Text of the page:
> And he is trying to save the world
Have Bill Gates and Batman ever been seen in the same room together?
All the Russian government needs to do is declare his transit hotel capsule at Sheremetyevo airport an extension of the Ecuadorian embassy.
Anything's got to be better than getting on a plane to Caracas. I've been there. I've also been to Hull, Luton and Slough, and Caracas is worse than at least two of them.
Right in the bottom line.
Does the new version really do anything that important? Don't buy into the "cloud" fubar upgrade treadmill. Instead, donate a fraction of the money you save to GIMP or Paint.NET. At least they sometimes have their users' best interests at heart.
I was a very happy O2 customer - broadband and phone - until a recent house move forced a change of provider.
When I rang to cancel my contracts, I got straight through and told the (very nice and helpful) call centre rep that I'd go with them again in future if circumstances warranted it. I would've too - their offerings were good and the support excellent.
Then within months their broadband gets sold off to Murdoch and the (very nice and helpful) call centre rep either gets booted over to Crapita, or perhaps she took the money and ran. Guess I lucked out with my timing.
I'm going to be looking for broadband and phone again soon, but not so sure I'll be looking at O2 any more.
How can I get a $122K sysadmin job, and a pole dancing girlfriend?
> 386sx with 4 gigs of ram
Holy crap. I want the PC you had 9yrs ago.
Simple way around this. Put them in The Cloud.
The Cloud solves everything, don't cha know.
I think this is a particularly crappy move on the part of Adobe, but I don't use PS much any more so I don't really care. They can take their overpriced software and shove it up their activation API.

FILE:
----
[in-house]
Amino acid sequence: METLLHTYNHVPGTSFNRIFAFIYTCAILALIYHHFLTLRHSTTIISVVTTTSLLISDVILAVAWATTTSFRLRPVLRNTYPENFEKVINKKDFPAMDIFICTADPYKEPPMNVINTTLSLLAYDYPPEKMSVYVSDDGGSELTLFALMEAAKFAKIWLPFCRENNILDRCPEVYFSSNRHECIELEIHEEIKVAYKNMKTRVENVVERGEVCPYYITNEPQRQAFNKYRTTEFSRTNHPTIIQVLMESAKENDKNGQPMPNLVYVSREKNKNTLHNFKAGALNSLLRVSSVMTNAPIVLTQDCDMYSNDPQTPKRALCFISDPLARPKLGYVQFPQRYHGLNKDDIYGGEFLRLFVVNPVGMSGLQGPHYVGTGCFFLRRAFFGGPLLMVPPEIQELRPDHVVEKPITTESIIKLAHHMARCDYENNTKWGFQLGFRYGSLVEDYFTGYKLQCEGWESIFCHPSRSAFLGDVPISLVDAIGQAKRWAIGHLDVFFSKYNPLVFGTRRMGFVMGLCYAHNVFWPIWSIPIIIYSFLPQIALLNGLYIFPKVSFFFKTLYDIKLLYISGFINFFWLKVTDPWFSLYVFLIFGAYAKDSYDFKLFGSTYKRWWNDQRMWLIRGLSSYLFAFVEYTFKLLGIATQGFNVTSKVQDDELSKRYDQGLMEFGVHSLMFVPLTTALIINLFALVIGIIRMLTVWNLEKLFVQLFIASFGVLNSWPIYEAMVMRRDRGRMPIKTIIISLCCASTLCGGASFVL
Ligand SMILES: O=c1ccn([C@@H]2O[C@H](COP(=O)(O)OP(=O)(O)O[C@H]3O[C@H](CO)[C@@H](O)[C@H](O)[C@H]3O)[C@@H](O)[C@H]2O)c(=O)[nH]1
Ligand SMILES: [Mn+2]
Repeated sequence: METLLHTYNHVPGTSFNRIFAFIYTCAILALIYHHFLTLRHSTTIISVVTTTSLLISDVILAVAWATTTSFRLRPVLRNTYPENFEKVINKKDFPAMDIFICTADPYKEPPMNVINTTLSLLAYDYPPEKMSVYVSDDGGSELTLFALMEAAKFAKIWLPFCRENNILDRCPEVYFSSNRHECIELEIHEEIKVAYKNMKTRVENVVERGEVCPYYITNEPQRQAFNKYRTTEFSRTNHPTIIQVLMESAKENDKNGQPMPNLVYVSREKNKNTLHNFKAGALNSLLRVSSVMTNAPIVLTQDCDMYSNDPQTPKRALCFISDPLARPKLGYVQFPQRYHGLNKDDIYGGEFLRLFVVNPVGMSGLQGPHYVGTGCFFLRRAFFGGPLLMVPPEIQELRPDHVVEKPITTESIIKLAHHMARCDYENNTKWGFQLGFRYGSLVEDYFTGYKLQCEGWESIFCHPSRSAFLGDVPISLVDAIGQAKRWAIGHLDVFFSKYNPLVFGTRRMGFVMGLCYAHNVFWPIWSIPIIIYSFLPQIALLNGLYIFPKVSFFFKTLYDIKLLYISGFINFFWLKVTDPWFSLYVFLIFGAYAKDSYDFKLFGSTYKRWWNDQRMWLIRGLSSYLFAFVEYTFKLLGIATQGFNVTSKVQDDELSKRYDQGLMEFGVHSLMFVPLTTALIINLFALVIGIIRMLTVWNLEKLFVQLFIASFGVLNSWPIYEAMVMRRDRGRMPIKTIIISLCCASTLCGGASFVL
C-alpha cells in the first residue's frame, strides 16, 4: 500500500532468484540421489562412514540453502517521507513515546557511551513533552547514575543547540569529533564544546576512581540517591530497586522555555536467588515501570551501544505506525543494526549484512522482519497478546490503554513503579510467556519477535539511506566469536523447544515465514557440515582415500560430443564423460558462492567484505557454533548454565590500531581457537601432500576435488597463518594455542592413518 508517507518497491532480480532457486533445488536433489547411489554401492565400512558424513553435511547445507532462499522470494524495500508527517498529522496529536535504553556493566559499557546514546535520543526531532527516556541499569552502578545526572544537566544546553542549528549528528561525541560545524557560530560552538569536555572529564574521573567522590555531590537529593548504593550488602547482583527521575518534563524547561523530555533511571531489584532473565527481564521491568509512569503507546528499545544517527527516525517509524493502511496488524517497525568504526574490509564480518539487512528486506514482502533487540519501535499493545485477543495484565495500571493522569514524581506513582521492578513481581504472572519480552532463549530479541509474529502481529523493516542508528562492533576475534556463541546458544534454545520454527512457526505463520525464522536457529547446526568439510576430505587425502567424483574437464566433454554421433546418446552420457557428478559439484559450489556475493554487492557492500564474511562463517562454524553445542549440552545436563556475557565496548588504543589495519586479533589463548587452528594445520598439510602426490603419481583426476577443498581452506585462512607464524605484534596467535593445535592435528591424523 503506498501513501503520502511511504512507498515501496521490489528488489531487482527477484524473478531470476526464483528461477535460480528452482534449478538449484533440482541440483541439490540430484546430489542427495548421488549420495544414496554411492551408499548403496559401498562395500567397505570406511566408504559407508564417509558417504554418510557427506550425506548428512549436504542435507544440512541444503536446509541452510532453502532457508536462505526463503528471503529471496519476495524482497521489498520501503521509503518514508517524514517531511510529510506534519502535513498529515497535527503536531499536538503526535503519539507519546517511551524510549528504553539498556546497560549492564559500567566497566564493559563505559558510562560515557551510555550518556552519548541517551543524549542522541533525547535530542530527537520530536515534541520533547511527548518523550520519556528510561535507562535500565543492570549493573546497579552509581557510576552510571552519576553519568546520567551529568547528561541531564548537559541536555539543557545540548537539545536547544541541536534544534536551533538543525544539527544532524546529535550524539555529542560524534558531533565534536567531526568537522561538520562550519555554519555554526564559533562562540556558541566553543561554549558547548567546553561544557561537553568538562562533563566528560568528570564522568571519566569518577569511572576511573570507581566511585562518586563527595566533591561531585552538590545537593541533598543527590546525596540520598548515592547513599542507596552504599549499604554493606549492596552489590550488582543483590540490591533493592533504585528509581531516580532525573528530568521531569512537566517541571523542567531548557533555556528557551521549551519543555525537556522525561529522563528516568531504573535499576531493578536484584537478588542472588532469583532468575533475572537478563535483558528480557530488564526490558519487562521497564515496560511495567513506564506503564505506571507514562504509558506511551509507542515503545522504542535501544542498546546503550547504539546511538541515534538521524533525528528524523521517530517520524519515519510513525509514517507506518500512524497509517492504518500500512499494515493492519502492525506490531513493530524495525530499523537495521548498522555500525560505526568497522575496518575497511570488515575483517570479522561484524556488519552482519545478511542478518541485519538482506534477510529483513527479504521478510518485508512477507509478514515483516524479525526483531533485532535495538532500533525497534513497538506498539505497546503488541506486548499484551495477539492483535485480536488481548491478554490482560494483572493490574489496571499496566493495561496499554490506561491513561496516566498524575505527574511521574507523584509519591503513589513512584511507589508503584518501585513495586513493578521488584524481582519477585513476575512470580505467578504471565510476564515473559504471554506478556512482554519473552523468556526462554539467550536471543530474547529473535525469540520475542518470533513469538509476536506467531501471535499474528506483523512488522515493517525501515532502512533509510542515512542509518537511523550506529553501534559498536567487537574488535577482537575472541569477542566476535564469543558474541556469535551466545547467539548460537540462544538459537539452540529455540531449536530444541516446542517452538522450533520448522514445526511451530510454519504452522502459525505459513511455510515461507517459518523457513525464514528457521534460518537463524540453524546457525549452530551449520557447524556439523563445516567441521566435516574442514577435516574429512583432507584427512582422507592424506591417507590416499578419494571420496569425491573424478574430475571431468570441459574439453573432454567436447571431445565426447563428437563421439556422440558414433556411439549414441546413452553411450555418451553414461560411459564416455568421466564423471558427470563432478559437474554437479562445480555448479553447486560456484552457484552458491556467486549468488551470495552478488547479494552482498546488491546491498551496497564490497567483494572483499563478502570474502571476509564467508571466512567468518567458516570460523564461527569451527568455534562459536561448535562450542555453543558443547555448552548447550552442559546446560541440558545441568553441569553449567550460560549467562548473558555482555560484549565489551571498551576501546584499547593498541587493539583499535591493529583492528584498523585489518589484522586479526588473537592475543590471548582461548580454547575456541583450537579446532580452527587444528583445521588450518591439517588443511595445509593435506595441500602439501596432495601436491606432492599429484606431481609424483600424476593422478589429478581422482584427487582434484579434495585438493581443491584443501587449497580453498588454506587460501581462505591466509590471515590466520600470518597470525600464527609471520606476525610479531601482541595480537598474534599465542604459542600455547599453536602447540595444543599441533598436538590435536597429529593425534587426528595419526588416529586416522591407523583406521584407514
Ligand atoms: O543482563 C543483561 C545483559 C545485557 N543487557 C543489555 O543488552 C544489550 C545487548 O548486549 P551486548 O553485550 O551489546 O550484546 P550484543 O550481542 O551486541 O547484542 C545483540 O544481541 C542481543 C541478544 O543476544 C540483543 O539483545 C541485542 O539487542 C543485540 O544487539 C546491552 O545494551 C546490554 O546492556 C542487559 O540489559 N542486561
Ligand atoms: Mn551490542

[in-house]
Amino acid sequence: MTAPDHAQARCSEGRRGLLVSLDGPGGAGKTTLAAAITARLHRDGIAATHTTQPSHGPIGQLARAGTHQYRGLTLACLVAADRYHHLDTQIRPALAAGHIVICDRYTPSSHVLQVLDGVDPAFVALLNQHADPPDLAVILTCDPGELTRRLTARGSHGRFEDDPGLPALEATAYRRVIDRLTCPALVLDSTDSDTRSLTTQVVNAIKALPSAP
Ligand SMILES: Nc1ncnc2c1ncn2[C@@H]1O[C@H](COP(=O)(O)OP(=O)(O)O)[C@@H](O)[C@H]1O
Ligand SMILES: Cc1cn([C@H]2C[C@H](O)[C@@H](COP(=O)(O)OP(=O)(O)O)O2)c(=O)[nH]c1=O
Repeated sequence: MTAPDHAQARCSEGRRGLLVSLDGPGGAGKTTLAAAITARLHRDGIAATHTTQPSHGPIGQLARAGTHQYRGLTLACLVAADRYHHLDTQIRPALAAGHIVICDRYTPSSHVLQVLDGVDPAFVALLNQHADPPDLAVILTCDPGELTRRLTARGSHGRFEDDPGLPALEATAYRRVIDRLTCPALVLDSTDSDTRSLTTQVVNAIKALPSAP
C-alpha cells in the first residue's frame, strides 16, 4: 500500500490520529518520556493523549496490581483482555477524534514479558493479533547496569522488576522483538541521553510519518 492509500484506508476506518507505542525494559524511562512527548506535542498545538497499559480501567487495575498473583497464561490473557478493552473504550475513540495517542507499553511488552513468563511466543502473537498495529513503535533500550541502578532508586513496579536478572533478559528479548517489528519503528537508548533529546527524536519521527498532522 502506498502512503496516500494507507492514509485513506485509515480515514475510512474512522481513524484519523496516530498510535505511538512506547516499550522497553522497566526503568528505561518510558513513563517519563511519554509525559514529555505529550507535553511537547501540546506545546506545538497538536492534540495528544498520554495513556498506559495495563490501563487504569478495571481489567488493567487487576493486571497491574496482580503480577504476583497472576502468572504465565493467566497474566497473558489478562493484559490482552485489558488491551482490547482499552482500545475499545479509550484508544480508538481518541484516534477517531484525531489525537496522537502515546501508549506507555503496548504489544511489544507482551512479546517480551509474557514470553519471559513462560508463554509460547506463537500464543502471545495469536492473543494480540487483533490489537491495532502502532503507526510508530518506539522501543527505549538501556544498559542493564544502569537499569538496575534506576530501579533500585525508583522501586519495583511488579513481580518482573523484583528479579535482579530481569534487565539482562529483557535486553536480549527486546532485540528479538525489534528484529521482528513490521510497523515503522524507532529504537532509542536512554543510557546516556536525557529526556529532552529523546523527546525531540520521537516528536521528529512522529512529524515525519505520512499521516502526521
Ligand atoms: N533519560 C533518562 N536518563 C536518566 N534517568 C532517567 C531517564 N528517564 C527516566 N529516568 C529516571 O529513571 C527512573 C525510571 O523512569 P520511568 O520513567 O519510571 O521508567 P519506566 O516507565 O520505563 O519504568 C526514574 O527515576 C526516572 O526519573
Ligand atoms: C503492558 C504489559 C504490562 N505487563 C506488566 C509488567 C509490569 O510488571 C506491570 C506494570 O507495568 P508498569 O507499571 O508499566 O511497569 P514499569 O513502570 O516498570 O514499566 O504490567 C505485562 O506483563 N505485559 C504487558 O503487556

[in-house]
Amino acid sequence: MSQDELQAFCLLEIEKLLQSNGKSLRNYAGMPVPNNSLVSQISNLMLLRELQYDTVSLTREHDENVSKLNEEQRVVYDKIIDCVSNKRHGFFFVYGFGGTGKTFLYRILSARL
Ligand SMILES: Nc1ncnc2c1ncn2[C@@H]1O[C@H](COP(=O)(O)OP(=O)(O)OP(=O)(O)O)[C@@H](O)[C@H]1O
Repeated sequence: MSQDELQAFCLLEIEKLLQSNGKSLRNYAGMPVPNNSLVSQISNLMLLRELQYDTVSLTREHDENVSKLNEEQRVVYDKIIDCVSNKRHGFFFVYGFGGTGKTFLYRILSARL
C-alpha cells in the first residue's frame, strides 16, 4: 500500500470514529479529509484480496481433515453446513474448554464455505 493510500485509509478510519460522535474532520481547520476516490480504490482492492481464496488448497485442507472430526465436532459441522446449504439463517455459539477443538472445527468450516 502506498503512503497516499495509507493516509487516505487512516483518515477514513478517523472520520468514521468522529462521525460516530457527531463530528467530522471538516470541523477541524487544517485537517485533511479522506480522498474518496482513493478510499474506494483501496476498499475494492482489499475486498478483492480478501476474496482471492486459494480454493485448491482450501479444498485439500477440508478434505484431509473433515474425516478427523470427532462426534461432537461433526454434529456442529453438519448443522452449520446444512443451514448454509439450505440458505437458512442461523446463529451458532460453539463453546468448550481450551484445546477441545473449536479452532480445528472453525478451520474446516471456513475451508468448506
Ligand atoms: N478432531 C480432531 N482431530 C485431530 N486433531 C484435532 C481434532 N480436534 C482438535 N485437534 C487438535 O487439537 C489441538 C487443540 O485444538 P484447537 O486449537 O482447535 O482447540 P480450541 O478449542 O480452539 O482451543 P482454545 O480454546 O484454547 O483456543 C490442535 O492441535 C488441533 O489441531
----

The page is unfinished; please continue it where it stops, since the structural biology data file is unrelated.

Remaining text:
Back when I did more graphics, though, my go-to vector app was often Xara X. Now called "Xara Photo & Graphic Designer" or "Xara Designer Pro" depending on edition.
Worth a look if you want to get off the Adobe treadmill and CorelDRAW or Inkscape don't quite do it for you.
Here, have an upvote instead.
Who says I don't use an old school Nokia with a black and white screen? ;-)
Also... *requirements*. If one of my requirements was, say, to have an always up-to-date calendar in my pocket then I'd probably be carrying around a smartphone. Regardless of what I thought about the pointlessness of shiny-UI discussions.
I use what works for me. I tend to keep using it until my requirements change, or something new comes along that fits them better.
I don't give a crap whether it's boring, exciting, looks clunky or whatever. There are bigger things in life to worry about than flashy new shiny.
I like ThinkPads. I hope this muppet doesn't get too much influence.